Posted July 31, 2020
After endless backlash from tenants and housing advocates, Toronto City Council has voted in favour to legally challenge Bill 184, the provincial government’s contentious law that advocates say will make it easier to evict residents after the pandemic.
On Wednesday evening, council voted 22-2 to fight the bill known as Protecting Tenants and Strengthening Community Housing Act, which the Ford government says will “strengthen protections for tenants, make it easier to be a landlord, and help both landlords and tenants resolve disputes.”
This move comes after protestors have continued to object the bill, twice at Mayor John Tory’s Yorkville condo and once at a condominium groundbreaking ceremony.
Councillor Gord Perks led the motion, and stated that the amendments in the act are “contrary to rules of procedural fairness and natural justice.”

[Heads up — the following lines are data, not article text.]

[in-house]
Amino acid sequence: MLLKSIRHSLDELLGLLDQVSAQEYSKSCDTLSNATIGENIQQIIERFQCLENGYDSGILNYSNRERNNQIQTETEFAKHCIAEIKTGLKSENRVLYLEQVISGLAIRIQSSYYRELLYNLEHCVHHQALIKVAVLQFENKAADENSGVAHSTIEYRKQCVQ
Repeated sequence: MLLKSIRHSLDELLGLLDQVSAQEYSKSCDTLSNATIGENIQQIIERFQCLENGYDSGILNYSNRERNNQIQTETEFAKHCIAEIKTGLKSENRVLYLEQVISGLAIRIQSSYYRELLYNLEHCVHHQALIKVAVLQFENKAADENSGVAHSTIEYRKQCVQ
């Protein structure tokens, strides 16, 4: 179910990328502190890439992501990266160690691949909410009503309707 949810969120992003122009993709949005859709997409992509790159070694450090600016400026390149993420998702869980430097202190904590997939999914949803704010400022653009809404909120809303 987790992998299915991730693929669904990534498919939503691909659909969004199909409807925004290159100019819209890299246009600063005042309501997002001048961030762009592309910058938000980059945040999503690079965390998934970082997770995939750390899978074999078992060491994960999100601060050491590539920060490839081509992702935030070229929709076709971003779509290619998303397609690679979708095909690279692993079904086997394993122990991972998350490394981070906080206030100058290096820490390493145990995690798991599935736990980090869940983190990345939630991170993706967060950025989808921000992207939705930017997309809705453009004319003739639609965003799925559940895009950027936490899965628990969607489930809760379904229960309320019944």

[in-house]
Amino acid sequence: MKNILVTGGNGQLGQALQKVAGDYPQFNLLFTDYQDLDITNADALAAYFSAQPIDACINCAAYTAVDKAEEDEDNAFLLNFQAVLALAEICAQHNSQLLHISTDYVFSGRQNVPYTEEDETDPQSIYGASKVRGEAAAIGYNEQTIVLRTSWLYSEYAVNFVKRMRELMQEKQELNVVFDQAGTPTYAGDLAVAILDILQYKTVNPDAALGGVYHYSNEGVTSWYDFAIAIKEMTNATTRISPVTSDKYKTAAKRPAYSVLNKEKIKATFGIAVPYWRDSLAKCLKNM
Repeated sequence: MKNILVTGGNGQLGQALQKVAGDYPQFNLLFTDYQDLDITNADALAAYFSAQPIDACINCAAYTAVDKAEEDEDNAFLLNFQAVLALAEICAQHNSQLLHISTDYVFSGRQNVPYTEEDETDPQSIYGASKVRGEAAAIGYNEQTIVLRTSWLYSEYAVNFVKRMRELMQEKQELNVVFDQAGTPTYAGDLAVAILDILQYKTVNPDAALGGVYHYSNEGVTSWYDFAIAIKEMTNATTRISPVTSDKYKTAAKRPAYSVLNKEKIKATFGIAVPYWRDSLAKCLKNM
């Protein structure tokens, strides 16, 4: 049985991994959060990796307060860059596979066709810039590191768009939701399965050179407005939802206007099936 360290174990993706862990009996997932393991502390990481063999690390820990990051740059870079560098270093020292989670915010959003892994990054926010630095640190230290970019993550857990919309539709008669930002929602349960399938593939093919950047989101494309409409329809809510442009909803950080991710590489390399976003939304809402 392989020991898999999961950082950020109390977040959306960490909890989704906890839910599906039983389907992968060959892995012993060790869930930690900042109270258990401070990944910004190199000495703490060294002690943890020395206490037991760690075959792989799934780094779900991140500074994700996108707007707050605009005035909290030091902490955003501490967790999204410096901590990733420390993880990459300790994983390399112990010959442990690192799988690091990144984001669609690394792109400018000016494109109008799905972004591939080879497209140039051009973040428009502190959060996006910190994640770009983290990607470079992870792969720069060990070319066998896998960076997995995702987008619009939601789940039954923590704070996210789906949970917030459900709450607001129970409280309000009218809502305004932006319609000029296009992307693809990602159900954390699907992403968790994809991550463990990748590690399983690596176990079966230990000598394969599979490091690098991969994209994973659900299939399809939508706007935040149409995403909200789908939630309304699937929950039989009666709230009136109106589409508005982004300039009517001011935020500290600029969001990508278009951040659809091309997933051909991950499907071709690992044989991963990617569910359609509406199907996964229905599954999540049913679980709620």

According to the motion, the City Solicitor is asked to proceed on “any other grounds the city solicitor determines to be appropriate and city council direct the city solicitor to take any necessary action to achieve a stay of those provisions until such time as a final decision has been rendered in respect of the challenge.”
Under the bill, Landlord and Tenant Boards are able to order up to 12 months’ rent in compensation for eviction notices issued in bad faith, or where the landlord does not allow the tenant to move back in after renovations or repairs.
The Ford government has said the bill helps both tenants and landlords by making it easier to resolve rent disputes and protect tenants from unlawful evictions.
However, housing advocates argue that isn’t the case and that the new law actually weakens tenants’ rights.
The Toronto-based Federation of Metro Tenants’ Associations (FMTA), which opposes Bill 184, said the law deprives tenants of a “key safety net that protects them from eviction” and called it “a cruel attack on vulnerable tenants in a time of historic need.”
The Eviction Moratorium will be lifted on August 1 and it is estimated between 7-9% of tenants in Ontario weren’t able to pay rent during the pandemic. Currently, more than 6000 cases are with the Landlord Tenant Board Right Now, according to ACORN Canada.
Article by Ainsley Smith for Toronto Storeys